California meltdown

A biweekly flyover of the state budget crisis

Did you know that since Jan. 11 the Legislature has been in emergency session to deal with an $8.9 billion shortfall in the current 2009-10 budget? Would you be surprised to learn it’s gotten nowhere? I didn’t think so. Not that there hasn’t been plenty of other action on the meltdown front.

Weds., Jan. 20: Sacramento Bee columnist Dan Walters reports that ProPublica, a public-interest journalism fund, reports that California’s unemployment-insurance fund has gone deeper into debt than any other state’s. It’s borrowed more than $6 billion from the federal government, more than three times as much as New York, the second-biggest borrower of UI funds.

Weds., Jan. 20: State officials, led by Gov. Arnold Schwarzenegger, fly to Washington, D.C., hoping to convince Congress that California is being shortchanged on tax allocations and to give it $7 billion to help fill the budget shortfall.

Fri., Jan. 22: UCLA’s Institute for Democracy, Education and Access issues its annual Educational Opportunity Report. Reduced state spending on education, it states, is making it more difficult for schools to cope. It notes that California was already near the bottom in per-pupil funding before the recent round of budget cuts and also fares poorly in academic achievement.

Sun., Jan. 24: In a Field Poll, only 27 percent of California voters approve of the job Gov. Schwarzenegger is doing, and only 7 percent believe he will leave the state in better shape. The approval figure for legislators is even lower: 16 percent.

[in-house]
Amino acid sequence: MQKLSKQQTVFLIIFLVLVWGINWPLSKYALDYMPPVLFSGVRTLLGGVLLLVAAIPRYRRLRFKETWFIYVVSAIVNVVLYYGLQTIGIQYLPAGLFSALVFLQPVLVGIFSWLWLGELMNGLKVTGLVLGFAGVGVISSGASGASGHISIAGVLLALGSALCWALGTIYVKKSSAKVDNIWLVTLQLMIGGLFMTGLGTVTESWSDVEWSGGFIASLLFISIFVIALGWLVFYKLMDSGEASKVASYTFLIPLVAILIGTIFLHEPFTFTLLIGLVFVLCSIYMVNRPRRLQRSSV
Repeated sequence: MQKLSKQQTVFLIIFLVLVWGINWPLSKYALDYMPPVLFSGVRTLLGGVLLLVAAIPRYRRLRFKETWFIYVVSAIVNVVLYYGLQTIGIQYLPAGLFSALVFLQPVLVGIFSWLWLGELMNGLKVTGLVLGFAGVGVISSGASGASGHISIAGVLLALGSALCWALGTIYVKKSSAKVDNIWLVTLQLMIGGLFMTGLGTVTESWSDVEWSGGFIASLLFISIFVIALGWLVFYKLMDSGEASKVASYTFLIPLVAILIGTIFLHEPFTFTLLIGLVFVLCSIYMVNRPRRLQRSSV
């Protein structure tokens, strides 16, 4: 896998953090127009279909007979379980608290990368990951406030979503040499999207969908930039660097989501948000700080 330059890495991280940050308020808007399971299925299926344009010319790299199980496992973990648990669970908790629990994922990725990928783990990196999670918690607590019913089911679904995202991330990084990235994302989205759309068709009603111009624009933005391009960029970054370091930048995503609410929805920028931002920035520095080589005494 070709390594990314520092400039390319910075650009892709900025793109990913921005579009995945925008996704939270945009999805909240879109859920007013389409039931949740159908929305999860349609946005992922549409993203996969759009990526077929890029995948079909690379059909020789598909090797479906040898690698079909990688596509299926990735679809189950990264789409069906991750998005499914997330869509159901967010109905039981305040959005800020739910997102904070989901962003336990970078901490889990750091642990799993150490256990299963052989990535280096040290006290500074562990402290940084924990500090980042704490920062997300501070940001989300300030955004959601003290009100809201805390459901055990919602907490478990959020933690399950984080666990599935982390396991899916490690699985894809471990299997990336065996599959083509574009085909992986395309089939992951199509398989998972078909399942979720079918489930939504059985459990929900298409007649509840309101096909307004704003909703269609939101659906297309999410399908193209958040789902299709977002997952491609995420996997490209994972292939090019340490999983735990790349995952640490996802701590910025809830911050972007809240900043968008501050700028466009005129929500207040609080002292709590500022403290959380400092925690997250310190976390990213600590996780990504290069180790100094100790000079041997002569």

Mon., Jan. 25: The Los Angeles Times reports that union groups are gearing up to fight Gov. Schwarzenegger’s budget proposals, which they say would cut the size of the union workforce, reduce pay, shrink future pensions and roll back job protections. “The public sector also has to take a haircut,” the governor told the Times.

Tues., Jan 26: The nonpartisan Legislative Analyst’s Office recommends that lawmakers reject Gov. Schwarzenegger’s proposed ballot measure to dedicate more money to universities than prisons. The measure is “unnecessary” and “ill-conceived” and “would do serious harm to the budget process,” the report states.

Tues., Jan. 26: In a press release, Butte County Public Works Director Mike Crump announces that a comprehensive study has found that the state’s local-transportation system “is on the brink of crisis.” On a scale of 0 to 100, the state rates 68 on the Pavement Condition Index, placing it in the “at risk” category. In Butte County, the rate is 65.

Weds., Jan. 27: A story at the online California Progress Report notes that Children Now, an advocacy group protecting children, has given the state its “worst grades ever” for 2009.

Weds., Jan. 27: The state Board of Equalization reports that taxable sales declined by 12 percent in the fourth quarter of 2009.

Weds., Jan. 27: The LAO recommends lawmakers go along with Gov. Schwarzenegger’s proposal to cut state employee compensation, saying the state’s fiscal woes warrant it.

Weds., Jan. 27: Most Californians would be willing to pay higher taxes to maintain current funding for education, the Public Policy Institute finds. They prefer that cuts be made in the corrections budget.